Thursday, January 29, 2009

"We could be going to BROADWAY!"

Waiting for Guffman fans, click here. NOW.

The very idea of this makes my head spin. Like we needed another reason to be planning a trip to NYC...

Wednesday, January 28, 2009

"Coraline" trailer

I have posted this trailer here for Wendy, who saw this advertised with Twilight a few months ago. I love the creepy, artsy look of it, and think it's great that some people are still doing animation in other forms than just CG these days.

So will you shell out $10/ticket (or more if you see it in 3D) to see Coraline on February 6?

Monday, January 26, 2009


Here are a few random things I felt were worth mentioning on a slow Monday morning:
  • Contrary to some reports, 24 has not announced any plans to end its run after next season. Although Kiefer Sutherland is not formally under contract beyond next season, he says, ""I love making the show, so I'm leaving my options open. And in all fairness, I think the audience will dictate that more than anybody." So don't lose hope, 24 fans! By the way, I'm digging the new season so far, although the President's husband subplot is a dud.
  • The new edition of The Amazing Race starts on Feb. 15, and the new contestants include the race's first deaf contestant, a couple of stuntmen/almost-midget brothers, and of course several more good-looking dating couples. See all of the teams here.
  • Wendy and I caught up on a couple of movies over the past couple of weeks, including Ghost Town (pretty funny and more layered than you would have expected), Speed Racer (brainless but breathtaking on Blu-ray), and Prince Caspian (predictable but better than expected). We also saw Marley & Me at the theater, and though it's not really a kid movie, was warm, touching, and funny.
  • Tom Hanks has "apologized" for his criticisms of Mormons' support of Proposition 8. While I appreciate that he decided to be a little more measured in his disagreement with Prop 8 supporters, sometimes I wonder why self-centered celebrities like Hanks think they have more of a right to shoot off their mouths publicly than normal Americans do at the ballot. I always knew that most of Hollywood disagrees with my political views, but it's really starting to affect my interest in enjoying their talents on the big and small screen.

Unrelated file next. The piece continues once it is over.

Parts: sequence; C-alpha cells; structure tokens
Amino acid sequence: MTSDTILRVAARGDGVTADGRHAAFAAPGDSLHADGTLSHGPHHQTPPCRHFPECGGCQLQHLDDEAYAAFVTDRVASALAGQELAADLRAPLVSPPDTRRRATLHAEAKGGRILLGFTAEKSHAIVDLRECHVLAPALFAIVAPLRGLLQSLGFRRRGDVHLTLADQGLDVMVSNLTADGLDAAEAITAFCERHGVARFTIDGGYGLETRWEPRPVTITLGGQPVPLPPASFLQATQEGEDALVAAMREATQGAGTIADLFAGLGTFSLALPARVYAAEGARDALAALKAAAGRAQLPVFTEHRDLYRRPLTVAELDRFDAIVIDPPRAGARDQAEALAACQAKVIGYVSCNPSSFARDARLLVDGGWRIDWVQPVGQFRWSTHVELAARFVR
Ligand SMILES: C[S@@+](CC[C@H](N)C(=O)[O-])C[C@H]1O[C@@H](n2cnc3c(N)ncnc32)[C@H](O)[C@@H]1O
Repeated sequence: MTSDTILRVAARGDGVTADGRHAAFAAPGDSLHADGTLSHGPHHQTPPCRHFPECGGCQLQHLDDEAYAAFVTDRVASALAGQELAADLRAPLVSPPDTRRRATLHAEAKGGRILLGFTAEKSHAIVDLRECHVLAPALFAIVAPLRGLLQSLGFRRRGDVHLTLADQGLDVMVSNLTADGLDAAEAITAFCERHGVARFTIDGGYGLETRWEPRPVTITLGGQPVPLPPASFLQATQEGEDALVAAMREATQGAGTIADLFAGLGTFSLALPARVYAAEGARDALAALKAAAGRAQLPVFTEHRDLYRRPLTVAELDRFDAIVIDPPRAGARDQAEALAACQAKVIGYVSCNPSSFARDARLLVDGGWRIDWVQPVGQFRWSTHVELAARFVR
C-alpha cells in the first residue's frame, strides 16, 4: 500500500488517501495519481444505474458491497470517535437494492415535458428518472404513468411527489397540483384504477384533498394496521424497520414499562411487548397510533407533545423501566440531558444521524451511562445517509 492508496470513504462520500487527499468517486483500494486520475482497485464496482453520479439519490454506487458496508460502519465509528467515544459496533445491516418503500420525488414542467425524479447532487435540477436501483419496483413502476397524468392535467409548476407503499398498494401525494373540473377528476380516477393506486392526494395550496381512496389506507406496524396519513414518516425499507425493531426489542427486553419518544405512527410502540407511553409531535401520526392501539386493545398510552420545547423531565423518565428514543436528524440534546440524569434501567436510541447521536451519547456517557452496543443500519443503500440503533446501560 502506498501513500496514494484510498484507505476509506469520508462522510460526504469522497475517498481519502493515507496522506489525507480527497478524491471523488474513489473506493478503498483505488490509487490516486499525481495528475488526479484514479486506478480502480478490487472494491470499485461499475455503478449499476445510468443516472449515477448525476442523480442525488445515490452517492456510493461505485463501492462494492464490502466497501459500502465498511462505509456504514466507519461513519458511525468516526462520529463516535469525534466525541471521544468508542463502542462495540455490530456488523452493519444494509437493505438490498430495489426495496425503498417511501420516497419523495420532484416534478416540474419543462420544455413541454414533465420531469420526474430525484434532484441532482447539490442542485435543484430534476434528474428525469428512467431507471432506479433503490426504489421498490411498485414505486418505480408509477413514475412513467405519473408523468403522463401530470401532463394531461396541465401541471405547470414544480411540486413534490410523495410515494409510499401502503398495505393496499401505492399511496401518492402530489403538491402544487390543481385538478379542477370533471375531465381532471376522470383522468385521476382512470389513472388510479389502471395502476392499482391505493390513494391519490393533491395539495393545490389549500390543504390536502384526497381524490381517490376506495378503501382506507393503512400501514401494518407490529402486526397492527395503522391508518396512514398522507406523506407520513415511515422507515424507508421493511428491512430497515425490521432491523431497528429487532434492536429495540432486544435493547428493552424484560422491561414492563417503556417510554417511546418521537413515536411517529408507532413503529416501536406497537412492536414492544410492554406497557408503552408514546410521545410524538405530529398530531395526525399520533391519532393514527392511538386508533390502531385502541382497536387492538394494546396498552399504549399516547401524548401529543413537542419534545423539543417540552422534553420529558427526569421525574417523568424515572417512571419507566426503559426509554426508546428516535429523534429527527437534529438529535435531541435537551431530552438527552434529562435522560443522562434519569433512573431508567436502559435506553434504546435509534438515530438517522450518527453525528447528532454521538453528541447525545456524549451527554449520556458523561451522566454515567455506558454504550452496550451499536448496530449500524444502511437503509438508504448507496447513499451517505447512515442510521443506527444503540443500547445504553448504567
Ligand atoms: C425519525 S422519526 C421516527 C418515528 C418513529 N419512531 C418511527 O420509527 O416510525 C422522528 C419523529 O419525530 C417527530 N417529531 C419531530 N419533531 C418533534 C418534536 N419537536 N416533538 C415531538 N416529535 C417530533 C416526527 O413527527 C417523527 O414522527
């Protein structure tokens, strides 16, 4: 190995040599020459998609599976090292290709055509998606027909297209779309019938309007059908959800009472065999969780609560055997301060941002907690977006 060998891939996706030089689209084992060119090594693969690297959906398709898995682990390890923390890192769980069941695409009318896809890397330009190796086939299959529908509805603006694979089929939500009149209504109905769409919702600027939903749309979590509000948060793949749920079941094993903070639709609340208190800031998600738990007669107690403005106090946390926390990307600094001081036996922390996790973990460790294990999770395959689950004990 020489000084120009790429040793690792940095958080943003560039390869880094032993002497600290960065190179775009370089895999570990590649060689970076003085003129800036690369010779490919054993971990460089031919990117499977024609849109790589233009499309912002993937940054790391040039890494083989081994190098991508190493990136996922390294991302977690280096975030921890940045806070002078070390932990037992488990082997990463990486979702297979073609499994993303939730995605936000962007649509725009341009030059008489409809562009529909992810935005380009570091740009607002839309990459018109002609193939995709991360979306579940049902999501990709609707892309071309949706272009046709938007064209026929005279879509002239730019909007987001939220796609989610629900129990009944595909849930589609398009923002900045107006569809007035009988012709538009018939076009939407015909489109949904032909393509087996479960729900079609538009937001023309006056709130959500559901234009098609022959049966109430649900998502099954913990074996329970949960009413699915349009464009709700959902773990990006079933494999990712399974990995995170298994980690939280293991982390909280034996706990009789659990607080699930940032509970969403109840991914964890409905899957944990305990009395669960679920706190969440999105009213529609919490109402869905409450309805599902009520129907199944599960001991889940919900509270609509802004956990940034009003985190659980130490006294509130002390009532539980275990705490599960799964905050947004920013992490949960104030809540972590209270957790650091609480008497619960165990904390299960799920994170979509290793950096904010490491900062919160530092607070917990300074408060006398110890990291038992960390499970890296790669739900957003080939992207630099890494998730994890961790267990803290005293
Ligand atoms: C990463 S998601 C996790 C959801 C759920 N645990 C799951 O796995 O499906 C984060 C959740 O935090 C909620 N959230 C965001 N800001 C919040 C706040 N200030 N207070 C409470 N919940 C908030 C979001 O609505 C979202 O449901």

• Finally, for the Twilight fans, Dakota Fanning (War of the Worlds, I Am Sam) is reportedly being courted for the role of Jane in the upcoming film version of New Moon. I don't know anything about the character, but Fanning is a good actress and would add just a tiny dash of credibility to an otherwise corny (in my humble opinion) franchise. Does she meet your vision of Jane?

Thursday, January 22, 2009

Oscar nominations; "Lost"

Oscar nominations were released this morning, to which I'd like to offer a big-fat "who gives a crap?" As you have probably noticed over the past couple of years, my interest in Hollywood's most prestigious award show has waned over the years (may my Oscar party RIP...) as the Academy increasingly chooses to honor the obscure and radical films and talents over the more mainstream fare. This has never been more apparent than this year, where the Academy inexplicably overlooked the critically praised and commercially unstoppable force that was The Dark Knight. Just because it's a comic-book movie or a sequel should have no bearing on its merits as an influential and important piece of filmmaking. I'm happy to see Heath Ledger honored, and not surprised to see the film picking up nominations in the technical categories, but the Academy's choice to ignore the film as a whole (or its visionary director/screenwriter, Christopher Nolan) is a travesty.